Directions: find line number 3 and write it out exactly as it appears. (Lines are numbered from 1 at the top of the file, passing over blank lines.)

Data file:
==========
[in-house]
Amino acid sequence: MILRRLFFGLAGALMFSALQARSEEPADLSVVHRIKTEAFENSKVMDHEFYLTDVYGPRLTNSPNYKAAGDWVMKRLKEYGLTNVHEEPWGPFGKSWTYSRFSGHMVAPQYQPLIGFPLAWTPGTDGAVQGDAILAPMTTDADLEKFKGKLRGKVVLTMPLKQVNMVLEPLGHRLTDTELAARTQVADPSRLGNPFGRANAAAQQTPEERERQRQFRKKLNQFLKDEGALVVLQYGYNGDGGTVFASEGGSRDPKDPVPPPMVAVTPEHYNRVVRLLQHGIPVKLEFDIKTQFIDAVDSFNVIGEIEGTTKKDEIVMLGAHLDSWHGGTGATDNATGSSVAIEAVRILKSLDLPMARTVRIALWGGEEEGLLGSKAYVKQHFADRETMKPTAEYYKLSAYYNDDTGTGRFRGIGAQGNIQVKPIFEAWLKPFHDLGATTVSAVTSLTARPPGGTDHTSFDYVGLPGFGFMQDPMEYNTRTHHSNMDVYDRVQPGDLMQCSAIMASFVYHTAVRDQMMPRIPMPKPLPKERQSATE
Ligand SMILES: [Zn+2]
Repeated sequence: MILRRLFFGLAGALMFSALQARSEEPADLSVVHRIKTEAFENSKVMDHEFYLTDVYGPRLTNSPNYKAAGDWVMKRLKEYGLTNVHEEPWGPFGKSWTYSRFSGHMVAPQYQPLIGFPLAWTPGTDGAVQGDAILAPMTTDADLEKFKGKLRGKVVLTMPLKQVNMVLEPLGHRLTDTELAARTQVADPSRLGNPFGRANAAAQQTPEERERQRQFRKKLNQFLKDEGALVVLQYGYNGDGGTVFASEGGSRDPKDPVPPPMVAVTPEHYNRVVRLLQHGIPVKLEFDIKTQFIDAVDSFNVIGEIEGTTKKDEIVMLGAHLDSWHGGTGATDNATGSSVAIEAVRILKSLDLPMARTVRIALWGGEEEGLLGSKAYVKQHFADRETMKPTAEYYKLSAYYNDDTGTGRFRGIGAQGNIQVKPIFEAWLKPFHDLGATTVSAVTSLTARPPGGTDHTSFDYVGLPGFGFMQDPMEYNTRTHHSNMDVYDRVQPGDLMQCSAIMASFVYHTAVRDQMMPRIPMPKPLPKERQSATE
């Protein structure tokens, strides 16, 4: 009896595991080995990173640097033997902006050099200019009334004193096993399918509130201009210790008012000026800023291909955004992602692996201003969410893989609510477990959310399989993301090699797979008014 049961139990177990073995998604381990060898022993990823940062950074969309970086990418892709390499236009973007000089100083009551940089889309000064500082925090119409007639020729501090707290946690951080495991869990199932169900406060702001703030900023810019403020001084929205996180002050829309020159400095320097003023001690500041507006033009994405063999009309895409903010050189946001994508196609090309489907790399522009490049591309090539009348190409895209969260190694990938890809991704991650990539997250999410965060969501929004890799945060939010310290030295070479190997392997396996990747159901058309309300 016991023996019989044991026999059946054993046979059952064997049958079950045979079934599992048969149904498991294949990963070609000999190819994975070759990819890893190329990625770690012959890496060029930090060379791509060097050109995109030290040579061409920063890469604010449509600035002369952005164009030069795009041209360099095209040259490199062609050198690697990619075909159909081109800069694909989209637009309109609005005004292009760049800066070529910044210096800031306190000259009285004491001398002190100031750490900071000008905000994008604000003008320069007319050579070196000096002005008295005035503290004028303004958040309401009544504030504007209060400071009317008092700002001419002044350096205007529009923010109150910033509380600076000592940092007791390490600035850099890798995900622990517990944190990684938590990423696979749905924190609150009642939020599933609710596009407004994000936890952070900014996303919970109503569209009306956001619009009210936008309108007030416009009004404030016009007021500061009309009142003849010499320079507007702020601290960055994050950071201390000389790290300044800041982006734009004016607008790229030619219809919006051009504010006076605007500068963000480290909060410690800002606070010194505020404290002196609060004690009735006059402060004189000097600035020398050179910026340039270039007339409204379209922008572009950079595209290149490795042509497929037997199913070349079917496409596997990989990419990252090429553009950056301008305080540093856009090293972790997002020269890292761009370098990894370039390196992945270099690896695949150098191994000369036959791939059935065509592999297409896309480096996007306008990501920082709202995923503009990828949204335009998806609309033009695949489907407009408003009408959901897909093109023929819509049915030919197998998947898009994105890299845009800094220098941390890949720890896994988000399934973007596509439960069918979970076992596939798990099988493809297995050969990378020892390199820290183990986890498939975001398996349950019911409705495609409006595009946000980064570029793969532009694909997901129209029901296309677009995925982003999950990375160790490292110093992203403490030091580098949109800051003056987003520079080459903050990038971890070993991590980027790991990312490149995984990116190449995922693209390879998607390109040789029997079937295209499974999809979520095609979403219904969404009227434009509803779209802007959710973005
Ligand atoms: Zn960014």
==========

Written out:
Ligand SMILES: [Zn+2]